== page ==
It is no longer a metro-politan affair

Last Updated 23 June 2014, 14:23 IST

Earlier, the announcements at Metro stations and inside the trains were made in three languages — English, Kannada and Hindi.

But now, Bangalore Metro Rail Corporation Ltd (BMRCL) has started making more announcements in Kannada as a result of which the Hindi announcements have been reduced. 

   This decision has not gone down well with the commuters who confess that they prefer the announcements to be made in all three language because Bangalore has a good mix of people from across the country.  

 Confirming the news, Pradeep Singh Kharola, managing director, BMRCL, says, “We don’t plan to remove the Hindi announcements. But yes, we will increase the number of Kannada announcements. These are on a trial basis because they have to be computerised and managed accordingly. It will take time.” 

A senior officer with the BMRCL comments that this recent decision to give prominence to just one language isn’t fair considering the diverse nature of the City.

 “Both the Central and State Governments have an equal stake in the Metro Rail project. Although, it is a good thought to give more importance to the local language, the three-language policy is good for the City. It is more commuter-friendly,” reasons the official.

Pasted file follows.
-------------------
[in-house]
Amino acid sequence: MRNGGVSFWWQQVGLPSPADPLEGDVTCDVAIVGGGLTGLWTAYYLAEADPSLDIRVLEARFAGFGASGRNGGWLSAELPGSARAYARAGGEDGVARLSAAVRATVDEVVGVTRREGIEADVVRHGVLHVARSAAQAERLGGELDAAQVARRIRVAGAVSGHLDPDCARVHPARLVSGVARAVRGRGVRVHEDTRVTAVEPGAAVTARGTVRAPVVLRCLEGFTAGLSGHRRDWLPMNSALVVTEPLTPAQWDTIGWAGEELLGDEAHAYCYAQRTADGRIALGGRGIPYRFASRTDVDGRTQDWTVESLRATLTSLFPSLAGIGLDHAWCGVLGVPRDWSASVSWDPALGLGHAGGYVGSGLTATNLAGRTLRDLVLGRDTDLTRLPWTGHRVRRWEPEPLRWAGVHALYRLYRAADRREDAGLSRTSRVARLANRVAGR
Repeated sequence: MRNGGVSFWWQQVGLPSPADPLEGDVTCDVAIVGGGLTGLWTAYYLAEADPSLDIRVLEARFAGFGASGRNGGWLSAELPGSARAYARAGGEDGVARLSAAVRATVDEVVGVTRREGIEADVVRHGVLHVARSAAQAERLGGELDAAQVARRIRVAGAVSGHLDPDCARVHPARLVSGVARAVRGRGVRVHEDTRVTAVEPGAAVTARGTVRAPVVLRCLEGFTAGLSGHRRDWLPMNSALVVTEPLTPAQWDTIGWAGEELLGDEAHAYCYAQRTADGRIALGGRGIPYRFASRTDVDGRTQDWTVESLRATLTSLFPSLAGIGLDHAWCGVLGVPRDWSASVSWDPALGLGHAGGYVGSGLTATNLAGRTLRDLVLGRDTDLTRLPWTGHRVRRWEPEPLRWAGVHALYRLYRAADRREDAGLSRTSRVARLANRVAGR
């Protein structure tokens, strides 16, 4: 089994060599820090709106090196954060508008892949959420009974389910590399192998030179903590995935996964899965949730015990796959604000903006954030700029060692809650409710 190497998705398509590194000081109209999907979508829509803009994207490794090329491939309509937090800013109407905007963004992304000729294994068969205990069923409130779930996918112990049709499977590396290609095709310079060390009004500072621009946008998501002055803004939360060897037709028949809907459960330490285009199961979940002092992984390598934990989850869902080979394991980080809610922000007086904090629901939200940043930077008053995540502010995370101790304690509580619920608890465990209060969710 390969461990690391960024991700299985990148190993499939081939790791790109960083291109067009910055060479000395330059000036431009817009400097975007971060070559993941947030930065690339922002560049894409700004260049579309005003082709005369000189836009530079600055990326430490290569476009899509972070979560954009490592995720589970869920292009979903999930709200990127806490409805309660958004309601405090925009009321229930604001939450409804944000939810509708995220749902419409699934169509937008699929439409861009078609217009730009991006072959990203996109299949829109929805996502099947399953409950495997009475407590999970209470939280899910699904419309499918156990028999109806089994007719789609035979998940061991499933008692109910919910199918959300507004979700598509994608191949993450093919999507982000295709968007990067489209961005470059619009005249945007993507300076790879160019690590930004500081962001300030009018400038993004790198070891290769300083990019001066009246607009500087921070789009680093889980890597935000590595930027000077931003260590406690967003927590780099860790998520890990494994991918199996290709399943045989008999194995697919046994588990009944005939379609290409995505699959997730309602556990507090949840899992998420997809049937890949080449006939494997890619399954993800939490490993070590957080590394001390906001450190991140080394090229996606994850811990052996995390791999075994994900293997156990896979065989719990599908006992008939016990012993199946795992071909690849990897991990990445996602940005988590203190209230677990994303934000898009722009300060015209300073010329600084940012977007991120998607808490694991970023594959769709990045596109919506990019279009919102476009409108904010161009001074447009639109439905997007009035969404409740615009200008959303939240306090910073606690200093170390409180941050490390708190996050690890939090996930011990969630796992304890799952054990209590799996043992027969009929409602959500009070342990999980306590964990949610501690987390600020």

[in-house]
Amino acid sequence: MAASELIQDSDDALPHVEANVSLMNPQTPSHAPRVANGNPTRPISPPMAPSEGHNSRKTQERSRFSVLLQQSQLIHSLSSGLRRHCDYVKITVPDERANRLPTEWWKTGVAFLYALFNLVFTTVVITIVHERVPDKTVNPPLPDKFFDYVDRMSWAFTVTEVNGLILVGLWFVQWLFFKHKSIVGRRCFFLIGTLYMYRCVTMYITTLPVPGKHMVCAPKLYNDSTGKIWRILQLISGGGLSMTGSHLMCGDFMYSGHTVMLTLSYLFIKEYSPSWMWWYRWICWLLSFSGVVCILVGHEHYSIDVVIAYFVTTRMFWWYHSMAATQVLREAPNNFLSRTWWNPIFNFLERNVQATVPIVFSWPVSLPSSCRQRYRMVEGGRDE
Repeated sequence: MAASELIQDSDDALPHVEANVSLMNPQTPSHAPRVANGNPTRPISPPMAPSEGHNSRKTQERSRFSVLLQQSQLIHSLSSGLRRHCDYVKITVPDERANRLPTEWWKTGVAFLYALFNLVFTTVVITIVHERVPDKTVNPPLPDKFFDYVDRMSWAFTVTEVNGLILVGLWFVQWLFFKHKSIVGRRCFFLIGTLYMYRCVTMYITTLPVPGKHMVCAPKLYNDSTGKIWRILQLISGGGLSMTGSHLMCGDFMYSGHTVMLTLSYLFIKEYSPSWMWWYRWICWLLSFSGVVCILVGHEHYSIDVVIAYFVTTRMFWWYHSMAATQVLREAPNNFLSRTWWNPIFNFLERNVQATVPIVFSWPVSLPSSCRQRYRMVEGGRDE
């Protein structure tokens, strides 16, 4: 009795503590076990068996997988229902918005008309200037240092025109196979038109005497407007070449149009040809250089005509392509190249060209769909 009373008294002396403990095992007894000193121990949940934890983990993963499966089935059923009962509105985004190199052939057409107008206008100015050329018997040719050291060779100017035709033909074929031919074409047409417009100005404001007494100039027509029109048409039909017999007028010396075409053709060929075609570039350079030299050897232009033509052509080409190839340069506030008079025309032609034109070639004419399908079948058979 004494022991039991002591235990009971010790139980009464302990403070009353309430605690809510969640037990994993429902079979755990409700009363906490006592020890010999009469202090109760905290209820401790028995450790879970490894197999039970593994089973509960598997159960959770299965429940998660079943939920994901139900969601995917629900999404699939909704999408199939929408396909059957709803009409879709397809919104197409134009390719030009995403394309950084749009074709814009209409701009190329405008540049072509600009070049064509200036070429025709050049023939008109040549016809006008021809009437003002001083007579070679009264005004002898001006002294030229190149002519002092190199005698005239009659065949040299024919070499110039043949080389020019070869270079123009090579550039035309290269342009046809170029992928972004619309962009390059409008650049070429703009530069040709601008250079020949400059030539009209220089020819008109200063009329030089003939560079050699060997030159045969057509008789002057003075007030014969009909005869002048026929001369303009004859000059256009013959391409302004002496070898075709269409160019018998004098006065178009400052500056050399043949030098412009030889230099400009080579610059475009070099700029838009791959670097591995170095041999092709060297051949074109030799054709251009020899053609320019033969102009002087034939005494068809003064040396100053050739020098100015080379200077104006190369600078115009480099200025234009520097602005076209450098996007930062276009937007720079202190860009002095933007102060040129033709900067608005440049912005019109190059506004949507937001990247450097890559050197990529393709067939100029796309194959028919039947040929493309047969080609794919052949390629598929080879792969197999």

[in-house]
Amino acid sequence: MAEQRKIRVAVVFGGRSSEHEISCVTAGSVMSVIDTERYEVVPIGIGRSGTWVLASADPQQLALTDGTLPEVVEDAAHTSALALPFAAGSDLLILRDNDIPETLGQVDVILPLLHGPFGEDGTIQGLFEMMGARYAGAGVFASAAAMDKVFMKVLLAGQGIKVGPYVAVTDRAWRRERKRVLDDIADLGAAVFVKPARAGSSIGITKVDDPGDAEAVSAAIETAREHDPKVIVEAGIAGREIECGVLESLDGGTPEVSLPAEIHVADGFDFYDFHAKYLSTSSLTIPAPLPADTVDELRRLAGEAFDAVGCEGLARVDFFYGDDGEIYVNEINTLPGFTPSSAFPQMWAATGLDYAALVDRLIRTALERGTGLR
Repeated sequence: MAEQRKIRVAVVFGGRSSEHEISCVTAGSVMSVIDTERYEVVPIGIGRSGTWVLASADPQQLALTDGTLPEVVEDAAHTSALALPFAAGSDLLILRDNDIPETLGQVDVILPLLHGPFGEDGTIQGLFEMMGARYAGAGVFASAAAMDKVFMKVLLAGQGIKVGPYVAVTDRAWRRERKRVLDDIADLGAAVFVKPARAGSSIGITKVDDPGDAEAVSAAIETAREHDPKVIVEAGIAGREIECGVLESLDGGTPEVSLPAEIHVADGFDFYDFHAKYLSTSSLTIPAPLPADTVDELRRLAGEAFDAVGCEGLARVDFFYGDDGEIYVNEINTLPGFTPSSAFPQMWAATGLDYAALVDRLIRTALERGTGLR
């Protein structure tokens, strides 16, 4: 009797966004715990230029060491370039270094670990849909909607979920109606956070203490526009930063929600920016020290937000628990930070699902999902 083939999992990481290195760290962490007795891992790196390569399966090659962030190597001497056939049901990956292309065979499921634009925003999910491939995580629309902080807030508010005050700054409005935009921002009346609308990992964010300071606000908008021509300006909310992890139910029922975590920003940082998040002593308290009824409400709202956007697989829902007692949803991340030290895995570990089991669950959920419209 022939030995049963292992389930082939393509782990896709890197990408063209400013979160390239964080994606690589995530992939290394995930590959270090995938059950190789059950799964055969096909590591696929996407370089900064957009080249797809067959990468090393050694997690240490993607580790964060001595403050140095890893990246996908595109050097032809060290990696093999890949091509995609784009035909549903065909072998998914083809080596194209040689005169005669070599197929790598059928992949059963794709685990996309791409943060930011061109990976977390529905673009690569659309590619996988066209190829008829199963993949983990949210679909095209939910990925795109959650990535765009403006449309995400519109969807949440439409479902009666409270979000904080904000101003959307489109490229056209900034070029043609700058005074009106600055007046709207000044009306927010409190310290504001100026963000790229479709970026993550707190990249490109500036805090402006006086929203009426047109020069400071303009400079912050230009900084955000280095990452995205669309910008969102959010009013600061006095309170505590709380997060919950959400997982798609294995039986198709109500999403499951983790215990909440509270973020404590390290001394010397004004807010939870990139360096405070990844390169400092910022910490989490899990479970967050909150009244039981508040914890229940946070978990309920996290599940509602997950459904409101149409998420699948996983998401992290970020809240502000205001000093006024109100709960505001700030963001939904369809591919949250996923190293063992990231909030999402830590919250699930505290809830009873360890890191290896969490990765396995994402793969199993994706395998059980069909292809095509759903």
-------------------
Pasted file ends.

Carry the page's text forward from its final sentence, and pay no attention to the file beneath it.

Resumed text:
The commuters are clearly unhappy with the change. They say while English works best in the City, learning an additional language or two is inevitable. Jitesh, a professional, wonders why the BMRCL officials want to cut down on the number of languages.

“Every announcement should be made in at least two languages. My point is only Hindi or Kannada will not serve the purpose. For instance, people from the neighbouring states such as Tamil Nadu, Andhra Pradesh and Tamil may not follow only Hindi or Kannada.

 An announcement in all languages would be a good move,” he states. Shiv, who runs his own business, lives and works in Whitefield. 

 He hops onto the Metro Rail and comes to the heart of the City only when he needs to shop and do a little sight-seeing.

 He says firmly, “Announcements on any public transport system should be made in as many languages as possible. Nowadays, everyone talks about globalising the economy.

Then why restrict the announcements on Metro Rail only to a few languages?” Suman, a consultant, agrees. “Although English is the preferred language of communication, the more languages we hear and talk, the better it is,” she states. 

Mani, who has relocated to the City from Chennai, says that he understands only English, Hindi and Tamil. 

   “The Metro Rail is a public transport system and announcements must be made in as many languages as possible. The decision seems unfair in a City like Bangalore where we have people from every corner of the country,” he sums up. 

(Published 23 June 2014, 14:23 IST)

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